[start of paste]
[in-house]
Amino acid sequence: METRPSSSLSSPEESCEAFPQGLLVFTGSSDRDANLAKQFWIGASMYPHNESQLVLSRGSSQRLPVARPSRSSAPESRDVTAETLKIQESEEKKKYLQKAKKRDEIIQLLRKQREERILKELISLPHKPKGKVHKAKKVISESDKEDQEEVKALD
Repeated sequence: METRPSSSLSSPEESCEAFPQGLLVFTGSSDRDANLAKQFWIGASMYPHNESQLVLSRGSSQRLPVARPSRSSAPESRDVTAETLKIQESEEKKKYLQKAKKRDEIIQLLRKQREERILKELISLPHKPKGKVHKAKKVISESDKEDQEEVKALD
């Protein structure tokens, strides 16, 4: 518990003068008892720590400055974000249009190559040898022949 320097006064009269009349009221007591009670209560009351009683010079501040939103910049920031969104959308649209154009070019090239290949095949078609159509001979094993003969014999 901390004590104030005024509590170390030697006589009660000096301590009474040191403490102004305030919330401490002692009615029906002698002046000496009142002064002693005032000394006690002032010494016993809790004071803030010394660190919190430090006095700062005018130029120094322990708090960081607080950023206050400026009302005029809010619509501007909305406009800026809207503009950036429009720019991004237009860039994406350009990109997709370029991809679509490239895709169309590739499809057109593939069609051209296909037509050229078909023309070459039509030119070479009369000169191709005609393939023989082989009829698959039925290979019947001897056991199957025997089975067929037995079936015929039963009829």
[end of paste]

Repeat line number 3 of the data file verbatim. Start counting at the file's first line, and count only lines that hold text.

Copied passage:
Repeated sequence: METRPSSSLSSPEESCEAFPQGLLVFTGSSDRDANLAKQFWIGASMYPHNESQLVLSRGSSQRLPVARPSRSSAPESRDVTAETLKIQESEEKKKYLQKAKKRDEIIQLLRKQREERILKELISLPHKPKGKVHKAKKVISESDKEDQEEVKALD